Before and shortly after Mariano Rajoy became Spain’s prime minister he was been mocked in that country’s media for not speaking English. Many media commentators felt he let his country down when he went to international forums and had to have a translator to hand because unlike other national and business leaders he spoke only his native tongue.
This problem seems to have translated to the United Nations which Rajoy addressed on Tuesday. There, in Spanish but with simultaneous translations in to other languages, he called on the UK to re-open dialogue with his government on the sovereignty of Gibraltar.
Of course since the Partido Popular has been in power in Madrid the British Government has made it as clear as can be that it will not re-open talks on the sovereignty of Gibraltar without our government participating as equals or without our government’s agreement. I have suggested here in the past this has more to do with the sovereignty of the Falklands than Gibraltar but we cannot look this gift horse in the mouth.
The British Government is clear, there is no reason to believe a Labour Government would take a different view, and hence the future sovereignty of Gibraltar is safe – so what doesn’t Rajoy understand? English!
If he doesn’t understand what Cameron, Hague, the Foreign Office, our ambassador in Madrid and Gibraltar’s own government and people are telling him (except Caruana) no wonder he still believes this is a matter for discussion.
Rajoy has called for a dialogue, “direct and sincere” on the decolonisation of Gibraltar which he told the UN had been lost for ten years. He lamented there had been no discussions on a bilateral basis between the UK and Spain since 2002 because the Gibraltarians had objected.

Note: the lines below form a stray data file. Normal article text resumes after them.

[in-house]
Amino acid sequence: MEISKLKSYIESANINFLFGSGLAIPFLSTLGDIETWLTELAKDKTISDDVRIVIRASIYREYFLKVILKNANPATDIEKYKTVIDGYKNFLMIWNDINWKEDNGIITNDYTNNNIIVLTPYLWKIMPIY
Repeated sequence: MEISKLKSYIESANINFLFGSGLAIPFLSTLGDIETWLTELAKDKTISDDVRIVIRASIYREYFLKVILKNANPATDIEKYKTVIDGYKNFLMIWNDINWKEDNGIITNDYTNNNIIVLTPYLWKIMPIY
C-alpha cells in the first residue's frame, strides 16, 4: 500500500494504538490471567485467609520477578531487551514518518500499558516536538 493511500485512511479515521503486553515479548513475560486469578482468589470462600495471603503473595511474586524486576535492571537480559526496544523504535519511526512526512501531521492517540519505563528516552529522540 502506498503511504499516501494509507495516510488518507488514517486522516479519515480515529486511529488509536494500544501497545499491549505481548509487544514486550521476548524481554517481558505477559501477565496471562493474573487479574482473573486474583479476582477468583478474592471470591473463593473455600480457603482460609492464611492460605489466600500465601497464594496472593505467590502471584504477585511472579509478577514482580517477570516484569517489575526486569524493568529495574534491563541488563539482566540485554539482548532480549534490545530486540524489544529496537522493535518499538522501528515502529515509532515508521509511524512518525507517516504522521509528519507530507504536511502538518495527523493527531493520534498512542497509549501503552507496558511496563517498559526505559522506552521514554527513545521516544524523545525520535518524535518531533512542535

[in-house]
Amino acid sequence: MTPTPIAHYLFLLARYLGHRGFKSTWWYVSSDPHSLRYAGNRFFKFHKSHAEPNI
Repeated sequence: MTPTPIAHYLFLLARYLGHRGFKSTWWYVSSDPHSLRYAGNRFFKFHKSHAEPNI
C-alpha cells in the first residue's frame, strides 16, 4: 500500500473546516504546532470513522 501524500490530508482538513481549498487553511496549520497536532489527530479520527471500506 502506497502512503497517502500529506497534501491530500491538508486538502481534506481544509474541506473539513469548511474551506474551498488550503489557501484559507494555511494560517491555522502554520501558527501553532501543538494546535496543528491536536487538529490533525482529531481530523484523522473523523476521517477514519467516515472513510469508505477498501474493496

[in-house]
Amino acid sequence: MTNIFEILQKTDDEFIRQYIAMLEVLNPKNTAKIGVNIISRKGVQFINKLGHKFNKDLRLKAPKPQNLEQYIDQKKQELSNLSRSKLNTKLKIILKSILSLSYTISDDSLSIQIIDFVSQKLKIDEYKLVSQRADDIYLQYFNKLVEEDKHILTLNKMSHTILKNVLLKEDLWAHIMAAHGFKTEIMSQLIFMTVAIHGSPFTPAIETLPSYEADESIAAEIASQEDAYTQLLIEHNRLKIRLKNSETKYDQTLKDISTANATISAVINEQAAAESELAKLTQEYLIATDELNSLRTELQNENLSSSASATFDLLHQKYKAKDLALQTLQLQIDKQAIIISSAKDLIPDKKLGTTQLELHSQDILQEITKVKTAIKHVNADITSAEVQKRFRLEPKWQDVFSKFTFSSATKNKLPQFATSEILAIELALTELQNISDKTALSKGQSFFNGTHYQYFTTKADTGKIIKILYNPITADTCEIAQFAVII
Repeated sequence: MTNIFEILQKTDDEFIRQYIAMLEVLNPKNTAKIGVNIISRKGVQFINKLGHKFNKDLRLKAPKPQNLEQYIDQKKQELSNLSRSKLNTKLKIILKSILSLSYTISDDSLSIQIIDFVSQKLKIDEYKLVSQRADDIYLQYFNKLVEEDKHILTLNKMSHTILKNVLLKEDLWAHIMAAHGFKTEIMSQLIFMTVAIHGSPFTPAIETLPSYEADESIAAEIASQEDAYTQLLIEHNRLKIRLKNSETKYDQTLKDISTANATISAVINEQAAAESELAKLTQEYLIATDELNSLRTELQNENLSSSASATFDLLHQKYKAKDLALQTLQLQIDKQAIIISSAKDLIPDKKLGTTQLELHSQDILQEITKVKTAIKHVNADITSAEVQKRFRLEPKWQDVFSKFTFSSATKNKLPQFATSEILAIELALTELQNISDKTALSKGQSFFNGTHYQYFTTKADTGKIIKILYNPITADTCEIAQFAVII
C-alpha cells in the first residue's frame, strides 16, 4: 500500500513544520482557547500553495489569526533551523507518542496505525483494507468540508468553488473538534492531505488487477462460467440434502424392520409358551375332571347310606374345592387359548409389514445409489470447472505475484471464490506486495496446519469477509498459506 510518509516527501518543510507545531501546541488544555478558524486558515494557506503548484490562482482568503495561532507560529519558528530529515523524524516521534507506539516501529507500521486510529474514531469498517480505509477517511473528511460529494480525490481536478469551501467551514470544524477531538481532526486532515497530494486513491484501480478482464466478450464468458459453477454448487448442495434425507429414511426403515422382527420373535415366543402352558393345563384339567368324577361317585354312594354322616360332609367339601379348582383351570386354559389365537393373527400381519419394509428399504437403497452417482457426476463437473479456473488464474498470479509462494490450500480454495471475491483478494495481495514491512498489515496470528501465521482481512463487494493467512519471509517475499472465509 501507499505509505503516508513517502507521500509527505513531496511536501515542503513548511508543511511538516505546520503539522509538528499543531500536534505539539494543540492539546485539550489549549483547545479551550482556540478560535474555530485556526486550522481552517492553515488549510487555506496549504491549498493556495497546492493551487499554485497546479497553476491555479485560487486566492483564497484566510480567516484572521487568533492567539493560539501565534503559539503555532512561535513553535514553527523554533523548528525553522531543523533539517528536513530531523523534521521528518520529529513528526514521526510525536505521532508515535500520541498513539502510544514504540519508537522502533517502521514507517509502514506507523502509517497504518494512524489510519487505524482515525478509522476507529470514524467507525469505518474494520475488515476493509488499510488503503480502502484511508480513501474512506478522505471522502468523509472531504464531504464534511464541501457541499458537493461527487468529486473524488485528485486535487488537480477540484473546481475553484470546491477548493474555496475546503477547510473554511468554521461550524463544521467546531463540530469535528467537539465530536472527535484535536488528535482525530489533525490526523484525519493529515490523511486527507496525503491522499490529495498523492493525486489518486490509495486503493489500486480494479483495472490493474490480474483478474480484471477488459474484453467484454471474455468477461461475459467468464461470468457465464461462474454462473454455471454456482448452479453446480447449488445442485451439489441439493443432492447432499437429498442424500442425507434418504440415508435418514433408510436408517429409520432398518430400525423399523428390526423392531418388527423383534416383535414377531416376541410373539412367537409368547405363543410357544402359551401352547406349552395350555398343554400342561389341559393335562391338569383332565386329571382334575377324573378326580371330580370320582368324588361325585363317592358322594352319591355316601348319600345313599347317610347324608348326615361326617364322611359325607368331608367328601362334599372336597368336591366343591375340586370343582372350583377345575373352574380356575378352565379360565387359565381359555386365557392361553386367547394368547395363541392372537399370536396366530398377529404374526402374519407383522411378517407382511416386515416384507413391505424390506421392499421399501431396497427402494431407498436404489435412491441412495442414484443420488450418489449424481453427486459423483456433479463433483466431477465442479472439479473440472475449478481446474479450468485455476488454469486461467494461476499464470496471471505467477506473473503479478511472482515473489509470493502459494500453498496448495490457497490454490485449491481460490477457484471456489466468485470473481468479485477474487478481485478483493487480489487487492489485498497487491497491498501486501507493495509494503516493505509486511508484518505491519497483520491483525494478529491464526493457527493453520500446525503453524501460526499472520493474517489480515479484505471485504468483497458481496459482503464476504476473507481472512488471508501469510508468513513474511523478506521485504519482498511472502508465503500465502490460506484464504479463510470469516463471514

Well the dialogue may be direct but it can hardly be sincere when you are calling on Britain to disregard the people of Gibraltar’s right to self-determine their own future and impose one, not of their making or to their liking, decreed by London and Madrid.
It cannot be sincere when you call for London to decolonise Gibraltar by in effect making it a colony of Madrid.
It cannot be sincere when you treat Gibraltarians as non-people who have no right to a say in the future of their nation.
With the Catalans going to the polls on November 25 in what will be a referendum, except in law, on that region’s determination to seek independence, with a further referendum proposed for the next legislature, you would have thought Rajoy had more to worry about than Gibraltar. Then of course he doesn’t speak Catalan either.
As I wrote here on Tuesday Spain is in very real danger of disintegration or at least descending in to a series of federal states. In that scenario any imagined claim a Spanish federation of autonomous regions may have over Gibraltar will go out of the window.
The key issue in Spain isn’t Gibraltar is it the economy, unemployment, major cuts, homelessness and the determination of the autonomous regions to break from Rajoy’s Madrid. That is what the protests in regional parliaments and on the streets are all about. Rajoy doesn’t seem to have got that message either.